What Fees and Taxes of investing to look out for

Fees and taxes of investing

When investing for the long term, fees play an important part in the journey. By important a more correct word to use would be possibly detrimental to long-term gains.

In this article, we will go over 14 different types of fees and taxes of investing that you may come across. Identifying these and avoiding/reducing these fees and taxes will help you get the most gain for your money.

Brokerage fees

When it comes to brokerage fees these are not limited to the just commission when investing/trading stocks. These can be broken down into Trading fees and non-trading fees. Trading fees are charged when you trade (buy and sell), this can be a commission, spread, financing rate, margin rate or conversion fee. With non-trading fees are charged not directly related to trading such as deposit, withdrawal and inactivity fees. We can also find that some brokerages charge a fee, whether it’s a percentage or fixed fee for using the platform.

Commission

The commission is usually based on trade volume or charged as a flat fee per trade.

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When it comes to getting value from such you will have to decide the size of investments you will make as to which type of fee will save you more money. For example, Hargreaves Lansdown charged £11.95 per trade if we compare this to an example of a percentage commission fee of 1%. For example, anything under £1,195 would be more cost-effective using the percentage fee broker, but anything over you will be saving more using the flat fee broker.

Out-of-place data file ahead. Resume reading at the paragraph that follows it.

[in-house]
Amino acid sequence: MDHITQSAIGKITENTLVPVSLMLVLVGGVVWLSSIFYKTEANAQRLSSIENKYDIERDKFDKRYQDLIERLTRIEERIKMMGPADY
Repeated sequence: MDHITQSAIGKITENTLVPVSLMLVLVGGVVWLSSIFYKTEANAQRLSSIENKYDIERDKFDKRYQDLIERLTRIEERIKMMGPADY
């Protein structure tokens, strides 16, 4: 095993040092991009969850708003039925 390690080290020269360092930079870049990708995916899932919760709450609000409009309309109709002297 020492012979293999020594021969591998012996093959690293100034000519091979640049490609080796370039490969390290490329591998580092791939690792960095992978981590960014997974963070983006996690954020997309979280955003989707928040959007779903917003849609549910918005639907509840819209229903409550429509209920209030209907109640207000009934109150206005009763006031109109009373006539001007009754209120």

We can find that some brokers don’t charge a commission which makes it much easier to invest with lower sums of money and allows an investor to make many smaller trades/investments more regularly.

Though we find that with these zero commission platforms orders are placed differently than commission brokers. 

“The headline is zero commission, but people don’t realise that their custodians could be selling their order flow for money”, says Fidelity spokesman Robert Beauregard.

Platform fee

As well as charging a commission, some brokers charge a platform fee. This is usually charged by what we call full-service brokers and such a fee is to pay for the overhead of the services which they provide.

Not all Brokers charge a fee and when looking/comparing brokers that charge a platform fee you have to evaluate whether you will use the services they offer to make the most of this fee. Remember brokerages are there to serve you as a customer and investor so this is very important to look into.

These platform fees can vary in cost but also they can be fixed fees or percentages. 

For example, Interactive Investor charges £9.99 per month compared to Vanguard which charges 0.15% on the first £250,000.

Depending on portfolio size this fee can dramatically affect your long-term returns.

Fees attached to your money

 

Spread

The spread is the difference between the buy and sells price, otherly known as bid and ask price. All brokers have a spread so if you were to buy and sell the trade at the exact same time, you will generate a loss. For example, if you have a stock with a selling price of £100 and a buy price of £101, if you buy and sell it immediately you would have created a £1 loss.

The spread isn’t the same for all stocks and is something to look at before making a purchase. We normally find with larger companies which have a high volume (amount of shares traded) the spread between the buy and sell price is much smaller than smaller companies which are traded less.

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We find with low liquidity stocks such as those on the Over Counter (OTC) market have much higher spreads than stocks found on the main market.

Margin rate

Trading/investing on margin means you are borrowing money from your broker to trade. To borrow this money they charge you a margin rate because they are lending you extra money. These rates can vary from broker to broker but it’s not advised to invest with margin or any borrowed money.